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Victor Vasarely

(1906 - 1997)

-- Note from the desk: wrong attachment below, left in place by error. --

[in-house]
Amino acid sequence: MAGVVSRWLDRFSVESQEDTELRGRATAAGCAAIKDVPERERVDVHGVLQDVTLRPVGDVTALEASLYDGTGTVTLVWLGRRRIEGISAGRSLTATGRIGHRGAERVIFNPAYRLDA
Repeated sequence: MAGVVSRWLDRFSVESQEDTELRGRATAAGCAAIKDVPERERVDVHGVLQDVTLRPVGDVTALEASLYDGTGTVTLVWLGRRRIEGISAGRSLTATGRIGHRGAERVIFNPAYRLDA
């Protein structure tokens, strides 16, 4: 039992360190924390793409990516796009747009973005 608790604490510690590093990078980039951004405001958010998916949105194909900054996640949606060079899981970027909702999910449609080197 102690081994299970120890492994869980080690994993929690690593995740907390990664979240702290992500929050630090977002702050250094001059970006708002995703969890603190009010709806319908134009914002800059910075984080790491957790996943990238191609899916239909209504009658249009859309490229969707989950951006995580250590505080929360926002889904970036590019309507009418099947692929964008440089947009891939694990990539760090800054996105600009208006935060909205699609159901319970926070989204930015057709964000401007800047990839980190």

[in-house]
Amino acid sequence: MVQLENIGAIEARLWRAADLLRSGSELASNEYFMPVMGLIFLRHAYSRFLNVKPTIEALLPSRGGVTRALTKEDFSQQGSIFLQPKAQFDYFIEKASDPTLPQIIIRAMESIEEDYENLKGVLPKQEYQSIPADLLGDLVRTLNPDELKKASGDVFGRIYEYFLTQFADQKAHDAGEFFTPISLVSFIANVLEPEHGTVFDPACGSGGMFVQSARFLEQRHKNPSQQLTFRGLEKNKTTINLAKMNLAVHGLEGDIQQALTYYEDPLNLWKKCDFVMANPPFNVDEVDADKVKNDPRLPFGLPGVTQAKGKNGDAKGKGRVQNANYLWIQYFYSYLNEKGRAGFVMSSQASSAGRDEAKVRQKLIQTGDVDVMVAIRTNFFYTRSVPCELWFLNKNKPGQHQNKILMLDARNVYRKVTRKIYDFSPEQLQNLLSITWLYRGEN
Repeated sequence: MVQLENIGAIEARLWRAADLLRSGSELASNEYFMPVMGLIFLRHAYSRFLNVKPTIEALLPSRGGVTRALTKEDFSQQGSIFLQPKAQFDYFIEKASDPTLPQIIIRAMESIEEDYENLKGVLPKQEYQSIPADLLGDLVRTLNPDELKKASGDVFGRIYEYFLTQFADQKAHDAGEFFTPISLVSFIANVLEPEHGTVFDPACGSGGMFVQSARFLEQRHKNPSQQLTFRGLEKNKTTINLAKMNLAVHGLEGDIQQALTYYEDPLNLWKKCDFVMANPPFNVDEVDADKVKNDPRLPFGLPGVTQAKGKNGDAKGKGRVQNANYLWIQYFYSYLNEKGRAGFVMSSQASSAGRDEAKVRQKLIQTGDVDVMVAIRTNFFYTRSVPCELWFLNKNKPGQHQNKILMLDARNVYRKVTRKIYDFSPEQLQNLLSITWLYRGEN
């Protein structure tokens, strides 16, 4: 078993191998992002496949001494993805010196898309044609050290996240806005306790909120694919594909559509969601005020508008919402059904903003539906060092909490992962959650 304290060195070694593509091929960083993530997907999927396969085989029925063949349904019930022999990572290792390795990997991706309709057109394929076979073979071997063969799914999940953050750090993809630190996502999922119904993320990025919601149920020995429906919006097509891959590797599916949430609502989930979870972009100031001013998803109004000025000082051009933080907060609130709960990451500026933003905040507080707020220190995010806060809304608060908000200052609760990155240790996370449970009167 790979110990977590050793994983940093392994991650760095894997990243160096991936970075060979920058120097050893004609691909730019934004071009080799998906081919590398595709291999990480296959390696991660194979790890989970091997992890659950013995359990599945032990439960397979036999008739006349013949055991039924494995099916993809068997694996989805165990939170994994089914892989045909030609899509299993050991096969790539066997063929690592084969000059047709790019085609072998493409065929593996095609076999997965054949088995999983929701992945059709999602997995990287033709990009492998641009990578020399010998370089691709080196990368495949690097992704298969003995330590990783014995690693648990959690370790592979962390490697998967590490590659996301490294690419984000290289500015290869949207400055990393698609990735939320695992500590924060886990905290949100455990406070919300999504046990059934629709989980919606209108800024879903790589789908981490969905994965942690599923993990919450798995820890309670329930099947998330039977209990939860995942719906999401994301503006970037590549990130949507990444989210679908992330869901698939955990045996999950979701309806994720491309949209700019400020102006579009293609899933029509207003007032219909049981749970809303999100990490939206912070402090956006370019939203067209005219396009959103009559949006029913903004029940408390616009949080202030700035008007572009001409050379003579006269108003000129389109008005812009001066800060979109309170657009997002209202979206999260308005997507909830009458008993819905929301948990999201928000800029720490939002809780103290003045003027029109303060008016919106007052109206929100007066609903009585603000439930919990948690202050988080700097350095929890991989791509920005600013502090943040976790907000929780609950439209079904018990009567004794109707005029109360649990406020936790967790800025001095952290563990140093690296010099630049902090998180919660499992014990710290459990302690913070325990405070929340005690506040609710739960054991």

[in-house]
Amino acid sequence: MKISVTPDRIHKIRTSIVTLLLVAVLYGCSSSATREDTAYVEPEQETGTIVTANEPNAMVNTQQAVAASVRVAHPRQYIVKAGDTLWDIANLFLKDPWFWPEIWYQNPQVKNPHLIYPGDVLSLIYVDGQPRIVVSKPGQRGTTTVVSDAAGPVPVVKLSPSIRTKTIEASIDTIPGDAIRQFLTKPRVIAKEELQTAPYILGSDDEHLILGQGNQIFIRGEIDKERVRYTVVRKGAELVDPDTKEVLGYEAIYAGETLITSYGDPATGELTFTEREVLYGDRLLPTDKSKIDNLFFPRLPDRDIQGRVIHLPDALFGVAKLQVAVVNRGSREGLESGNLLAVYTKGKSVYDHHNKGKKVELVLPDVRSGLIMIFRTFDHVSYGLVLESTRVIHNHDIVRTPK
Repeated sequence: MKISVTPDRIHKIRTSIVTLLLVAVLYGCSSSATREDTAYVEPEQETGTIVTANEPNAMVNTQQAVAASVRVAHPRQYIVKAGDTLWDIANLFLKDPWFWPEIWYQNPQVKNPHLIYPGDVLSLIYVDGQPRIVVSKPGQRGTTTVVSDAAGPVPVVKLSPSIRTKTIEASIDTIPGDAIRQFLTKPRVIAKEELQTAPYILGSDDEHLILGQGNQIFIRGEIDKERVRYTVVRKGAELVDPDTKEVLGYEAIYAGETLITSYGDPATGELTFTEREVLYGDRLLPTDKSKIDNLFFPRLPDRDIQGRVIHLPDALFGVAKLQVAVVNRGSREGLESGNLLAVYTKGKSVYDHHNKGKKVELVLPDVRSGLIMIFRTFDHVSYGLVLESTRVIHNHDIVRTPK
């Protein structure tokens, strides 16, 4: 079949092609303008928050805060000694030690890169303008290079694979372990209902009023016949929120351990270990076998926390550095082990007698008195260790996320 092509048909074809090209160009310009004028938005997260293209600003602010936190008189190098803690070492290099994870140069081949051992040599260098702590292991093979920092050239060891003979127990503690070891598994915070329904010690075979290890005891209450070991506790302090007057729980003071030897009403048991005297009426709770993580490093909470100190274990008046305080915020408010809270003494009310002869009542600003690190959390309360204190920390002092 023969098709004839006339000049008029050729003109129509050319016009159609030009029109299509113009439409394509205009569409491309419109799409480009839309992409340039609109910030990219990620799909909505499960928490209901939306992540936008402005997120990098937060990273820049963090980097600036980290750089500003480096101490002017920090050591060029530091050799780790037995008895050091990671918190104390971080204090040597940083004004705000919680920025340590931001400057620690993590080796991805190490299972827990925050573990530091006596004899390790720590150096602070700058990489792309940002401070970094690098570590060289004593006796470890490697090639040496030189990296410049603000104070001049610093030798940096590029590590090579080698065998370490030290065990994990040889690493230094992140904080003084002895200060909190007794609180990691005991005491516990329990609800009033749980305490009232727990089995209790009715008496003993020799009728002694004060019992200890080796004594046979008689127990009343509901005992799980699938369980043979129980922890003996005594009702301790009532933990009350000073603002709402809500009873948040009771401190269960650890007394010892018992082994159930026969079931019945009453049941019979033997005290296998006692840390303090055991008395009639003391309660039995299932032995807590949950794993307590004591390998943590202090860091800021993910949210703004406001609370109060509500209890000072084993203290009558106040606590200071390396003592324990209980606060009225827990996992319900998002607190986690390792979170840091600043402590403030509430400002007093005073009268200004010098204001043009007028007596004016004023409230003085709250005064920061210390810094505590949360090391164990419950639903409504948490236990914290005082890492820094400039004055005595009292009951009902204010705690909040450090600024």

Considered the father of the Op Art, Victor Vasarely was born on April 9th, 1908 in Pécs, Hungary.  Internationally recognized as one of the most important artists of the 20th century, his innovations in color and optical illusion have had a strong influence on many modern artists. Spanning most of his career, our collection of his prints and sculptures explores his forays into some of his most famous works such as the plastic alphabet and other iconic periods. In 1925, Vasarely was accepted into the University of Budapest’s School of Medicine where he attended for 2 years. Deciding that he wanted to take his life in a different direction, he enrolled in the Poldini-Volkman Academy of Painting in 1927. Though a medical education might have seemed superfluous compared to his new career in art, the time that Vasarely spent in medical school gave him a strong basis in scientific method and objectivity. This basis continued to manifest in his unique style of art. After his first one-man show in 1930, at the Kovacs Akos Gallery in Budapest, Vasarely moved to Paris. For the next thirteen years, he devoted himself to graphic studies. His lifelong fascination with linear patterning led him to draw figurative and abstract patterned subjects, such as his series of harlequins, checkers, tigers, and zebras. During this period, Vasarely also created multi-dimensional works of art by super-imposing patterned layers of cellophane on one another to attain the illusion of depth. Around 1947, Vasarely discovered his place in abstract art. Influenced by his experiences at Breton Beach of Belle Isle, he concluded that “internal geometry” could be seen below the surface of the entire world. He conceived that form and color were inseparable. “Every form is a base for color, every color is the attribute of a form.” Forms from nature were thus transposed into purely abstract elements in his paintings. Already an established and recognized avant-garde artist,  Galerie Denise Rene hosted a major group exhibition in connection with Vasarely’s painting experiments with movement. This was the first important exhibition of kinetic art and included works by Yaacov Agam, Pol Bury, Soto, and Jean Tinguely, among others. During the 1950’s, Vasarely wrote a series of manifestos on the use of optical phenomena for artistic purposes. Together with his paintings and prints, these were a significant influence on younger artists. According to the artist, “In the last analysis, the picture-object in pure composition appears to me as the last link in the family ‘paintings,’ still possessing by its shining beauty, an end in itself. But it is already more than a painting, the forms and colors which compose it are still situated on the plane, but the plastic event which they trigger fuses in front of and in the plane. It is thereby an end, but also a beginning, a kind of launching pad for future achievements.”

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